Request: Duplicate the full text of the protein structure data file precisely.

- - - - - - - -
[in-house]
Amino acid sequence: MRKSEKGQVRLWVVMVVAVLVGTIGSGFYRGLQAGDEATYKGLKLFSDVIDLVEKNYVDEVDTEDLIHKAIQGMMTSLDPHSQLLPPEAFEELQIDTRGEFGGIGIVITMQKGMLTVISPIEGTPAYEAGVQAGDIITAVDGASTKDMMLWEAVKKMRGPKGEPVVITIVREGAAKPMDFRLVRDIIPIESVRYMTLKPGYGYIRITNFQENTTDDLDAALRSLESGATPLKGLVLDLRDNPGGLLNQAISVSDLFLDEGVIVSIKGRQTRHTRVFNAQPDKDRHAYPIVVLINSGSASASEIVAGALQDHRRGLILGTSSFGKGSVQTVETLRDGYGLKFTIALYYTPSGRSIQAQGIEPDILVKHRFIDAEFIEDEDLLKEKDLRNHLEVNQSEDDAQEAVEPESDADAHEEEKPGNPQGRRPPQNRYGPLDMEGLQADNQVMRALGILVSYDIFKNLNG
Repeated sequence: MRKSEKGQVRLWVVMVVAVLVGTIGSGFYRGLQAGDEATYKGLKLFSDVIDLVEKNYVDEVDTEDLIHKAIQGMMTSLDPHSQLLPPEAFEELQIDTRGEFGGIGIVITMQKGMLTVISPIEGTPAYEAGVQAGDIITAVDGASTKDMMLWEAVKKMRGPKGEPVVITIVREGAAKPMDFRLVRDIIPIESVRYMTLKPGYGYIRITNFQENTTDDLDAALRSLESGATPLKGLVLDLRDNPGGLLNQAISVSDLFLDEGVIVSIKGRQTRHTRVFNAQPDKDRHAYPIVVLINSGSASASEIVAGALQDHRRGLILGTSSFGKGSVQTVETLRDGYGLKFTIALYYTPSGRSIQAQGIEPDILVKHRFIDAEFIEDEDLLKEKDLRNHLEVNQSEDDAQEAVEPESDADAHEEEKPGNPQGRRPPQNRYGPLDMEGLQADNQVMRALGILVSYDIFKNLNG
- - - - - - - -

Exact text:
[in-house]
Amino acid sequence: MRKSEKGQVRLWVVMVVAVLVGTIGSGFYRGLQAGDEATYKGLKLFSDVIDLVEKNYVDEVDTEDLIHKAIQGMMTSLDPHSQLLPPEAFEELQIDTRGEFGGIGIVITMQKGMLTVISPIEGTPAYEAGVQAGDIITAVDGASTKDMMLWEAVKKMRGPKGEPVVITIVREGAAKPMDFRLVRDIIPIESVRYMTLKPGYGYIRITNFQENTTDDLDAALRSLESGATPLKGLVLDLRDNPGGLLNQAISVSDLFLDEGVIVSIKGRQTRHTRVFNAQPDKDRHAYPIVVLINSGSASASEIVAGALQDHRRGLILGTSSFGKGSVQTVETLRDGYGLKFTIALYYTPSGRSIQAQGIEPDILVKHRFIDAEFIEDEDLLKEKDLRNHLEVNQSEDDAQEAVEPESDADAHEEEKPGNPQGRRPPQNRYGPLDMEGLQADNQVMRALGILVSYDIFKNLNG
Repeated sequence: MRKSEKGQVRLWVVMVVAVLVGTIGSGFYRGLQAGDEATYKGLKLFSDVIDLVEKNYVDEVDTEDLIHKAIQGMMTSLDPHSQLLPPEAFEELQIDTRGEFGGIGIVITMQKGMLTVISPIEGTPAYEAGVQAGDIITAVDGASTKDMMLWEAVKKMRGPKGEPVVITIVREGAAKPMDFRLVRDIIPIESVRYMTLKPGYGYIRITNFQENTTDDLDAALRSLESGATPLKGLVLDLRDNPGGLLNQAISVSDLFLDEGVIVSIKGRQTRHTRVFNAQPDKDRHAYPIVVLINSGSASASEIVAGALQDHRRGLILGTSSFGKGSVQTVETLRDGYGLKFTIALYYTPSGRSIQAQGIEPDILVKHRFIDAEFIEDEDLLKEKDLRNHLEVNQSEDDAQEAVEPESDADAHEEEKPGNPQGRRPPQNRYGPLDMEGLQADNQVMRALGILVSYDIFKNLNG